If all is positive the church will invite you for a visit. This may be more get-acquainted time, or it may be an official candidating event. You’ll meet with church leaders and key people in the area of ministry where you would be serving. You’ll most likely preach or teach. And you’ll answer more questions.

By this time both you and the church have a pretty good idea of how you want to proceed. One of the leaders (the pastor, pulpit committee chairman, or deacon) may say, “We would like to have you come be our Assistant Pastor. If our church votes to call you, would you come?” You may know, or you might need to think and pray about it to make a final decision. If your answer is yes, the church will schedule a business meeting and the members will vote.

Your phone is buzzing. “We just finished our business meeting. Our church members voted to call you! Will you come?”

Congratulations. You’ve just been called to a church. You’re a pastor!

The Pathway to Pastoral Ministry – What Is Ordination?

What does “ordination” make you think of? Maybe you imagine a solemn ceremony where men wearing black robes touch you on the head with a scepter and pronounce you “Reverend.” Or you see yourself seated alone at a massive table while scholars of divinity gleefully examine you with tricky theological questions. Possibly you have no idea what ordination is as it relates to pastoral ministry.

This post is part of the series on Pathway to Pastoral Ministry which starts here.

Ordination is a significant milestone on the pathway to pastoral ministry. I want to help you understand ordination so you can anticipate and prepare for it. You won’t find the word “ordination” in the Bible related to men becoming pastors. But there is a biblical practice that is the basis for ordination. Bible-based churches today practice ordination in a way that follows this pattern.

When a man is ordained for ministry, pastors who know him affirm that he is qualified, gifted, and ready to serve as a pastor. The ordination event usually includes a formal examination by an ordination council. This council consists of pastors and other ministry leaders who are themselves ordained.

These men hear the candidate’s testimony of being saved and called to ministry. The candidate presents a written statement of biblical doctrines and they ask him questions about it. They may also question him regarding his views on current issues.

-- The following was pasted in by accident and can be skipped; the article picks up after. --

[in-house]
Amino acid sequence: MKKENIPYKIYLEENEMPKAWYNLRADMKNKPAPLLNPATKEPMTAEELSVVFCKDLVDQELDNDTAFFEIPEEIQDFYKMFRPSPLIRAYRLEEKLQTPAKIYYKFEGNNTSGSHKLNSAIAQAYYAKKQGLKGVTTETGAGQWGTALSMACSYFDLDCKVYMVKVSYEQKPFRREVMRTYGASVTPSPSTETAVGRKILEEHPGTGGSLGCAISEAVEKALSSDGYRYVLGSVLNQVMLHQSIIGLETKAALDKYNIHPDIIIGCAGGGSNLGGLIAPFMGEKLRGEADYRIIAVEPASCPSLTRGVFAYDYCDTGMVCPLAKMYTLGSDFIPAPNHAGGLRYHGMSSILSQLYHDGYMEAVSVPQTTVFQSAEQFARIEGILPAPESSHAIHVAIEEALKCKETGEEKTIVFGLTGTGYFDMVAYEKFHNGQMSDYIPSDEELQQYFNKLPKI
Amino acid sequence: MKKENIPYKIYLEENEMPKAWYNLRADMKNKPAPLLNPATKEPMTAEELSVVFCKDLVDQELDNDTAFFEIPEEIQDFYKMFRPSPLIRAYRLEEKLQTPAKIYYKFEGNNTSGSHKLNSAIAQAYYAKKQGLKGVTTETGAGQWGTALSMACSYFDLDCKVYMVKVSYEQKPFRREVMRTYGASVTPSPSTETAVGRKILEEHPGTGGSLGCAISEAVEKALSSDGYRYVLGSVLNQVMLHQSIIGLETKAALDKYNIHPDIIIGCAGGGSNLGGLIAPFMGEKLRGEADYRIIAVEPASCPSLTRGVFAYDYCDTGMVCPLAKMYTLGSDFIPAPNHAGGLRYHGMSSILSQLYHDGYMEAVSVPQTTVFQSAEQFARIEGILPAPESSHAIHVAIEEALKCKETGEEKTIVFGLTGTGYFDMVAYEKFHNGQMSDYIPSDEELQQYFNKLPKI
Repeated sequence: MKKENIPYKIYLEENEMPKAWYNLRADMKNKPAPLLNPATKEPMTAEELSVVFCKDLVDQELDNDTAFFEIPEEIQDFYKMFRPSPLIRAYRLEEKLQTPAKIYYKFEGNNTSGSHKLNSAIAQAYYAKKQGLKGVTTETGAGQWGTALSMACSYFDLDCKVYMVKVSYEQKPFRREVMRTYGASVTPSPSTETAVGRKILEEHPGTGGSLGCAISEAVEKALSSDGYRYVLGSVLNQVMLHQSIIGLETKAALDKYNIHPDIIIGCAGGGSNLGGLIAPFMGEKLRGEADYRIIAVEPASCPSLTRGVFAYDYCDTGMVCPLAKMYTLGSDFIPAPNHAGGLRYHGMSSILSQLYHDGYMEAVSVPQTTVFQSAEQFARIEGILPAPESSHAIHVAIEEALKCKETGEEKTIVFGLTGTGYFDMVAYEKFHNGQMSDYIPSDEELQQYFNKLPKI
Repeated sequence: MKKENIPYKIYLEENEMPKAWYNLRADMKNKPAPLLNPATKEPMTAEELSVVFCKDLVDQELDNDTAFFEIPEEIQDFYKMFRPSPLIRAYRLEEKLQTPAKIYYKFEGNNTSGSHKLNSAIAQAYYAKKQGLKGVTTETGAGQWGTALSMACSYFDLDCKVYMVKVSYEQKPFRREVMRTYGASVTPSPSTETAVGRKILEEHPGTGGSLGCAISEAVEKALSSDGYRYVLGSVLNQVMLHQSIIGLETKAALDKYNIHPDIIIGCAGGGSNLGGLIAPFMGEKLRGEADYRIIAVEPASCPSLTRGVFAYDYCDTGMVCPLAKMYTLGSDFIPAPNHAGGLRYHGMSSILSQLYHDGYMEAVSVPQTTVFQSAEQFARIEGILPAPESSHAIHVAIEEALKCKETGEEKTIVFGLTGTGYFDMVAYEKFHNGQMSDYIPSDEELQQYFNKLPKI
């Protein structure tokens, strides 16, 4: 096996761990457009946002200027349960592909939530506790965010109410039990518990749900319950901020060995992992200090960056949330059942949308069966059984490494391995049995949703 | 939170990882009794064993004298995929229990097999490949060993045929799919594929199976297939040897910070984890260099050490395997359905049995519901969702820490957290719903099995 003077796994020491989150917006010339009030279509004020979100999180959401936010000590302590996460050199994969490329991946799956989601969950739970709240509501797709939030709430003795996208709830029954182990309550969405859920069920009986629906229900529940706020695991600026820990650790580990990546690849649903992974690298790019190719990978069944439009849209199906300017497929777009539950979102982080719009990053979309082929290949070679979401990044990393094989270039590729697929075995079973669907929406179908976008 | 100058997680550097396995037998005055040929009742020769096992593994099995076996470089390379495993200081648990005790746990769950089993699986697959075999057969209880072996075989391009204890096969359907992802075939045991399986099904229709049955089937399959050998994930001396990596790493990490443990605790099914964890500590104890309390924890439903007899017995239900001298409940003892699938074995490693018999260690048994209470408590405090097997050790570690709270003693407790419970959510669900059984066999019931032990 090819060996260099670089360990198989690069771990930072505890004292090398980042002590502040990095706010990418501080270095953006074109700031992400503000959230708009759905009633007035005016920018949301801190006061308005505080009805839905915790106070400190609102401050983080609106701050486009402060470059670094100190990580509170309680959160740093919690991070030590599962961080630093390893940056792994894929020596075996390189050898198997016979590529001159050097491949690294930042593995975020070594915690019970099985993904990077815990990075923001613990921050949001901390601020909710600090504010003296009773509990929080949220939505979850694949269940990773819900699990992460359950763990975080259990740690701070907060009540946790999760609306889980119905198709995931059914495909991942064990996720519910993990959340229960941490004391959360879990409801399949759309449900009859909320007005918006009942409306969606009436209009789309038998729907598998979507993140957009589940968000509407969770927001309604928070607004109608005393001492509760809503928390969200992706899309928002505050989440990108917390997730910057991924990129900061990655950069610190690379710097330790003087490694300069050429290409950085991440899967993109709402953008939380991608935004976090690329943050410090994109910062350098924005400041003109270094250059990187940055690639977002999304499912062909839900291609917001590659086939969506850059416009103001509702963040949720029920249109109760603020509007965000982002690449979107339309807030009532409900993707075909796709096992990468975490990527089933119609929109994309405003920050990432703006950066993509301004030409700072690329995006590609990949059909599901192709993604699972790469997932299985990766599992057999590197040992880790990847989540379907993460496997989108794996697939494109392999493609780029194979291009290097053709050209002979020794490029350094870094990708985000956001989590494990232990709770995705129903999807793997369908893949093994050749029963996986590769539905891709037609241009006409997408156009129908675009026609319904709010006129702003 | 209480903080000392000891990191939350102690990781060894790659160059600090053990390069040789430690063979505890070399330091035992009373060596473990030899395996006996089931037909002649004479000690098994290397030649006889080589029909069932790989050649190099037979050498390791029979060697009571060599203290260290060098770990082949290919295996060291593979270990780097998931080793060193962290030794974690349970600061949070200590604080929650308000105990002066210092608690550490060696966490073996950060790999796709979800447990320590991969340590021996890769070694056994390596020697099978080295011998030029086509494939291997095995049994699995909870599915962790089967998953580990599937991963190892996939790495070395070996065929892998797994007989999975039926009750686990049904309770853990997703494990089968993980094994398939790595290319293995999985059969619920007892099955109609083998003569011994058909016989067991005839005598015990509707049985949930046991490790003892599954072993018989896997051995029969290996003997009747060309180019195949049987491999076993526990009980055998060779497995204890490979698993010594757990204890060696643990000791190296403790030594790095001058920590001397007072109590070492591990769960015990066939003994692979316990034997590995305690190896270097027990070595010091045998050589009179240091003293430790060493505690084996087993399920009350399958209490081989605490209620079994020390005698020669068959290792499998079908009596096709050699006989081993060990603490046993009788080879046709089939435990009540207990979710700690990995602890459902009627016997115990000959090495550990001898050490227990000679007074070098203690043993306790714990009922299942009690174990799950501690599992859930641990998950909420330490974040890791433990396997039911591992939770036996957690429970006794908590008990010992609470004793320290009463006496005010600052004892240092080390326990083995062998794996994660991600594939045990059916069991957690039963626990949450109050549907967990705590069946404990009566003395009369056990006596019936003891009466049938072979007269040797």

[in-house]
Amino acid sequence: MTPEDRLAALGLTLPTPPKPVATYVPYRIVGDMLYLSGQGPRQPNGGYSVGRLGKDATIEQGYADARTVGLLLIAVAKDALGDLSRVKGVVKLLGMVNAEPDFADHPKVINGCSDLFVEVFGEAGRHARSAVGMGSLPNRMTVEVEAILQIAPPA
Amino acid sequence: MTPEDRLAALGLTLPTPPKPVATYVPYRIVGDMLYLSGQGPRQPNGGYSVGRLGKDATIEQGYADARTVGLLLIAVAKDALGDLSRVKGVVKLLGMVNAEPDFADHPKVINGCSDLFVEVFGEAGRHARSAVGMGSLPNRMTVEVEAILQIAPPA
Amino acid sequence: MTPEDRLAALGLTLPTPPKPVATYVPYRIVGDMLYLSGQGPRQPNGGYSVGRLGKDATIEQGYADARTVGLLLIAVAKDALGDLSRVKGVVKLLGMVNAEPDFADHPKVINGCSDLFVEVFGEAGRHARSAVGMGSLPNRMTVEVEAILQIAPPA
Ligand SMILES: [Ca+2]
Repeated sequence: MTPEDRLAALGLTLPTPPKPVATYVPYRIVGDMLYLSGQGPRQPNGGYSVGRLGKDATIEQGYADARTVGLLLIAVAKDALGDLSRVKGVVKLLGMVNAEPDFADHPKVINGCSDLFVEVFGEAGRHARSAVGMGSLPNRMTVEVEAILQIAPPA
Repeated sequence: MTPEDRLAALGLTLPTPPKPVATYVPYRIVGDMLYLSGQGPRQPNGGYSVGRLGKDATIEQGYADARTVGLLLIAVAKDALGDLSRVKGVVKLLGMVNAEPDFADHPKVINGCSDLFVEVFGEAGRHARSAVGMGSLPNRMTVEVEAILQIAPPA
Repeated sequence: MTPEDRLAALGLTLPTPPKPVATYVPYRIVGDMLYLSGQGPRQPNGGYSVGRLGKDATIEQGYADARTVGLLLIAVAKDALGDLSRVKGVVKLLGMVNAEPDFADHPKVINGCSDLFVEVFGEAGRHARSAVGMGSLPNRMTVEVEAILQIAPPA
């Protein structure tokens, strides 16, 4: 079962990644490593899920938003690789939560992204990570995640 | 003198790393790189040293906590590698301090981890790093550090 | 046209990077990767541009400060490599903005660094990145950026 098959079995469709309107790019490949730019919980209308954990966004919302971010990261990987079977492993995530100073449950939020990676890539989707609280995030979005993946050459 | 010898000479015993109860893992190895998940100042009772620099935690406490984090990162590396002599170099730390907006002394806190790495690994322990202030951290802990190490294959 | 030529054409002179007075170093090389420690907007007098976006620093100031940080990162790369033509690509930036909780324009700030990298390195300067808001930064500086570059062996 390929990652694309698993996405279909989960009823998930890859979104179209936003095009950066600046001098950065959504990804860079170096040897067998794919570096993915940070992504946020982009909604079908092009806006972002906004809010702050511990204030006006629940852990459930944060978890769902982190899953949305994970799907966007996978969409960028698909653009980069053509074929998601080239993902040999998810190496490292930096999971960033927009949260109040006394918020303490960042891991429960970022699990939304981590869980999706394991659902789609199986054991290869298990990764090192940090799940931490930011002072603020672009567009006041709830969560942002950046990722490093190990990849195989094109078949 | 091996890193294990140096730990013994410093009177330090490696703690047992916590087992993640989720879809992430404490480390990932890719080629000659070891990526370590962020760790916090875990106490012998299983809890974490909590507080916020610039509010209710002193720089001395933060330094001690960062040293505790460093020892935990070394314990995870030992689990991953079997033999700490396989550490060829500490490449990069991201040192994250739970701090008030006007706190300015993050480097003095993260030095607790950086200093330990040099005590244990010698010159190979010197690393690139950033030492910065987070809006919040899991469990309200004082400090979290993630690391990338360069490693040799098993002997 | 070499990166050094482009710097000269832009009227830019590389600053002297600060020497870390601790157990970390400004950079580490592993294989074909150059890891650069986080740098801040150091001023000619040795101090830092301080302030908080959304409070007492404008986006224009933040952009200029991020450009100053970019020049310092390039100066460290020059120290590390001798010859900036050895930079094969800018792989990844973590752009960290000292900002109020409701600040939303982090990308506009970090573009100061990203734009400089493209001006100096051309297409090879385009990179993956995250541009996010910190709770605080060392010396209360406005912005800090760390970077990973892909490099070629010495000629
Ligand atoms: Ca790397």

If the council determines he is ready to begin serving as a pastor, they will make this recommendation to his church. The church then makes it official in a special ordination service. This usually involves a ceremonial laying on of hands by church leaders.

The books of 1 Timothy and Titus contain examples we follow in our practice of ordination. 1 Timothy 3:1-7 describes the kind of man who is qualified for pastoral ministry. Paul’s instructions to Timothy imply that Timothy was supposed to decide whether a man was qualified for ministry or not. The process of ordination is intended to determine and confirm that a man is qualified for ministry based on his character, understanding of the Bible, and gifts.

In Titus 1:5 Paul instructed Titus to “appoint elders in every town as I directed you.” Then he gave Titus a list of qualifications (verses 6-9) mirroring those in 1 Timothy 3. So again we see spiritual leaders in the church are to evaluate and confirm that a man is ready for ministry.

1 Timothy 4:14 speaks of an event in Timothy’s life. Paul encouraged Timothy, “Do not neglect the gift you have, which was given you by prophecy when the council of elders laid their hands on you.” The “council of elders” was a group of pastors who formally affirmed Timothy’s giftedness and readiness for ministry. They signified this affirmation by the act of laying their hands on Timothy.

Pastors who know you will be the natural ones to ordain you. Ideally they will be involved in your life during the years leading up to your ordination. They may help you by pointing out areas where you can grow. They will give you opportunities to learn ministry so you will be ready for ordination. Stay in close touch with the pastors in your life.

If you are considering ministry, you shouldn’t worry about ordination, but anticipate it like a graduation. A healthy respect for the significance of this event is appropriate. But when the time comes, you will be ready. Ordination will be an occasion for you and those who have invested in you to recognize and celebrate God’s faithfulness and grace in calling you to ministry.

Next – Called To a Church!